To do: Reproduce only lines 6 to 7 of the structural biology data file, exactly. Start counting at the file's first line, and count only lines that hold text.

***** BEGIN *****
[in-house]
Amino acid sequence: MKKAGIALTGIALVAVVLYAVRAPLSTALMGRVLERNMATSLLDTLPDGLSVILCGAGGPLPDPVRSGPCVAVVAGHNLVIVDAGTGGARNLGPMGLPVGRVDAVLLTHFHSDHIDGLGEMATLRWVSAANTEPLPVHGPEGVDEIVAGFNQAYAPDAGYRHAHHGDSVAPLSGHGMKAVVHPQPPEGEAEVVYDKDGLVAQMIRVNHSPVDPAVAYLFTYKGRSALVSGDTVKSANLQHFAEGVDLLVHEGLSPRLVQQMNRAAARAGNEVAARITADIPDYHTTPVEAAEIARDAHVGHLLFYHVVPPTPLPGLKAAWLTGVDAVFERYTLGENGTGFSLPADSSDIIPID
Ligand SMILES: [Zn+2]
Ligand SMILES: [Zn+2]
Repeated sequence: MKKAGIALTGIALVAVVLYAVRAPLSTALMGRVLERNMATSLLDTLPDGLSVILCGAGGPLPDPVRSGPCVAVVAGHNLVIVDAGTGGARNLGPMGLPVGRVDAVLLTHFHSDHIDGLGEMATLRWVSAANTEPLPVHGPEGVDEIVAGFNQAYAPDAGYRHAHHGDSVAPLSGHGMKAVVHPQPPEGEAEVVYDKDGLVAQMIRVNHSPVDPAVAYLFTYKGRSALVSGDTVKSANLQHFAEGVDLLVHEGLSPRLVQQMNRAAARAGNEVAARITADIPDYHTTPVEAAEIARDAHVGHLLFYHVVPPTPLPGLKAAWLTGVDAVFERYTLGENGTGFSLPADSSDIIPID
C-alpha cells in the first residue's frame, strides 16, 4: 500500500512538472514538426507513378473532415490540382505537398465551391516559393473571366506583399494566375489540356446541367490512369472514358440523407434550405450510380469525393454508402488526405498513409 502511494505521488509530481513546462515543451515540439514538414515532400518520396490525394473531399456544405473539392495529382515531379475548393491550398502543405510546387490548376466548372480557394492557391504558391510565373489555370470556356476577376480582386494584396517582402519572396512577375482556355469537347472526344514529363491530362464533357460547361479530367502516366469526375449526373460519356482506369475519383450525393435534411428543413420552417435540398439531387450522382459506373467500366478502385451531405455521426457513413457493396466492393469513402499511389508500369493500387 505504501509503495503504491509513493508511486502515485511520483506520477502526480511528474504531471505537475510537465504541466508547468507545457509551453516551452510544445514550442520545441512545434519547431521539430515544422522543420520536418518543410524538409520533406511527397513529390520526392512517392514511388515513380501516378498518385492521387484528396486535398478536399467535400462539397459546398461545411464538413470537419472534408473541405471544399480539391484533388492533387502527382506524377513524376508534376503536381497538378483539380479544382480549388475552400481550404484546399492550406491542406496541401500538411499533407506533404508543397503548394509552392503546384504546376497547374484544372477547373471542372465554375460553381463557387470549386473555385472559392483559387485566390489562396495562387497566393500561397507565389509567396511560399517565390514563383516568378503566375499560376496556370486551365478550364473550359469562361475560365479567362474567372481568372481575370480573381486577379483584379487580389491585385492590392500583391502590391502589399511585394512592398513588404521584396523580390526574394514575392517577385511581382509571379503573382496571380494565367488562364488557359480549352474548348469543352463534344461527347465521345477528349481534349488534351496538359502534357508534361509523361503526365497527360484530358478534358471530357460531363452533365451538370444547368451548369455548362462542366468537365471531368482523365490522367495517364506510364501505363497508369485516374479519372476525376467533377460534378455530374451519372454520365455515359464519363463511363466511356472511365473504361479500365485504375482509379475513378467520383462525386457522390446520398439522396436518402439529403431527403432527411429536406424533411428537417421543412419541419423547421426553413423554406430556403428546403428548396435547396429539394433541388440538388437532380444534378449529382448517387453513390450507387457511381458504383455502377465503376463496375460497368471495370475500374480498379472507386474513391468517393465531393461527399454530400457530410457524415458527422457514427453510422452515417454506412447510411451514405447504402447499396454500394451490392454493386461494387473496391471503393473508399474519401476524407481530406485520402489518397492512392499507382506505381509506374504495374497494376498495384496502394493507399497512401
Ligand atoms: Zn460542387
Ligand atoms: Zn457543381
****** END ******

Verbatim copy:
C-alpha cells in the first residue's frame, strides 16, 4: 500500500512538472514538426507513378473532415490540382505537398465551391516559393473571366506583399494566375489540356446541367490512369472514358440523407434550405450510380469525393454508402488526405498513409 502511494505521488509530481513546462515543451515540439514538414515532400518520396490525394473531399456544405473539392495529382515531379475548393491550398502543405510546387490548376466548372480557394492557391504558391510565373489555370470556356476577376480582386494584396517582402519572396512577375482556355469537347472526344514529363491530362464533357460547361479530367502516366469526375449526373460519356482506369475519383450525393435534411428543413420552417435540398439531387450522382459506373467500366478502385451531405455521426457513413457493396466492393469513402499511389508500369493500387 505504501509503495503504491509513493508511486502515485511520483506520477502526480511528474504531471505537475510537465504541466508547468507545457509551453516551452510544445514550442520545441512545434519547431521539430515544422522543420520536418518543410524538409520533406511527397513529390520526392512517392514511388515513380501516378498518385492521387484528396486535398478536399467535400462539397459546398461545411464538413470537419472534408473541405471544399480539391484533388492533387502527382506524377513524376508534376503536381497538378483539380479544382480549388475552400481550404484546399492550406491542406496541401500538411499533407506533404508543397503548394509552392503546384504546376497547374484544372477547373471542372465554375460553381463557387470549386473555385472559392483559387485566390489562396495562387497566393500561397507565389509567396511560399517565390514563383516568378503566375499560376496556370486551365478550364473550359469562361475560365479567362474567372481568372481575370480573381486577379483584379487580389491585385492590392500583391502590391502589399511585394512592398513588404521584396523580390526574394514575392517577385511581382509571379503573382496571380494565367488562364488557359480549352474548348469543352463534344461527347465521345477528349481534349488534351496538359502534357508534361509523361503526365497527360484530358478534358471530357460531363452533365451538370444547368451548369455548362462542366468537365471531368482523365490522367495517364506510364501505363497508369485516374479519372476525376467533377460534378455530374451519372454520365455515359464519363463511363466511356472511365473504361479500365485504375482509379475513378467520383462525386457522390446520398439522396436518402439529403431527403432527411429536406424533411428537417421543412419541419423547421426553413423554406430556403428546403428548396435547396429539394433541388440538388437532380444534378449529382448517387453513390450507387457511381458504383455502377465503376463496375460497368471495370475500374480498379472507386474513391468517393465531393461527399454530400457530410457524415458527422457514427453510422452515417454506412447510411451514405447504402447499396454500394451490392454493386461494387473496391471503393473508399474519401476524407481530406485520402489518397492512392499507382506505381509506374504495374497494376498495384496502394493507399497512401
Ligand atoms: Zn460542387